Do farmers have to report groundwater use in California?

Groundwater has been a lifeline for farmers during the drought, but California does not require farmers to track and report how much they use. Click image to enlarge. Not only are farmers not required to report groundwater use. The state has no requirement that they measure how much they pump.


The terms and units used in this report are similar to those used in previous USGS National Water-Use Reports and are defined in the Glossary. Water-use data are expressed in units of gallons per day.

Limitations of Water-Use Data

The California water-use summary presented here is based on estimates compiled from a variety of sources. There is significant uncertainty associated with many of these estimates.

Sources of California Water Use Data and Methods of Analysis

The USGS California Water Science Center publishes water information on many topics, including water use. USGS national guidelines for preparing water-use estimates were followed. Water-use estimates and ancillary data were entered into a State aggregate water-use database and reviewed within the USGS and by cooperating agencies.


The authors gratefully acknowledge the assistance provided by the many State and local agencies that shared data and expertise with the USGS. Cooperators include State agencies that manage water resources, operate data-collection programs, and administer regulations on water use and natural resources.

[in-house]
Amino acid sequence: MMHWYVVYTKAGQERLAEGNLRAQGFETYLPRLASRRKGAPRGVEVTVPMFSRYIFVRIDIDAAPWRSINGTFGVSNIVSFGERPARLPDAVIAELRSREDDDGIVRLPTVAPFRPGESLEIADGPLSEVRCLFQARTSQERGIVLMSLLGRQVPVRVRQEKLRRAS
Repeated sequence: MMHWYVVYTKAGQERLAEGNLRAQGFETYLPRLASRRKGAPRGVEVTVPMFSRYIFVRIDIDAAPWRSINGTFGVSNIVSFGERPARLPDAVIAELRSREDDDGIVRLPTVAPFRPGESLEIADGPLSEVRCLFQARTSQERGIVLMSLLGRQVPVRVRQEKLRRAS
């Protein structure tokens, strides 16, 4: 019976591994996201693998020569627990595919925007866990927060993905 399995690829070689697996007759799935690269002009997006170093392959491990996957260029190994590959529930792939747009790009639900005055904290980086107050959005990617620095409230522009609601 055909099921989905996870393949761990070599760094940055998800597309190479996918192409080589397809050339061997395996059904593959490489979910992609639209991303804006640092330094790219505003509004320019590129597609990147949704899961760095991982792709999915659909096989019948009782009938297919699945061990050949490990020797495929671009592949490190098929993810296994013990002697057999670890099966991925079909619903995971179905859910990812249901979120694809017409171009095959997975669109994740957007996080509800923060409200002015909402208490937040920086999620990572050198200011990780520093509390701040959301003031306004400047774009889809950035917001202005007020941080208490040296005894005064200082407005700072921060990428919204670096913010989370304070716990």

How much water was used in California in 2010?

The total California water use in 2010 was about 70 million acre feet per year. 50% of that was environmental usage, 40% was agriculture (28 million AF/year), and 10% was urban (7 million AF/year). Environmental means use in maintaining water recreation, or the ecology of rivers and lakes.

How much revenue did California agriculture bring in 2013?

California Agriculture in 2013 brought in $46.4 billion in revenue. Exports were $21.2 billion, which was 14.7% of US Agriculture exports.

How much water does beef use?

As far as water for various food products, beef comes in highest at 1700 gallons of water to produce a pound of beef. According to, the almond association, there are 23 almonds to an ounce. It takes 1.1 gallons of water to produce a single almond.

How much water efficiency does almond growers have?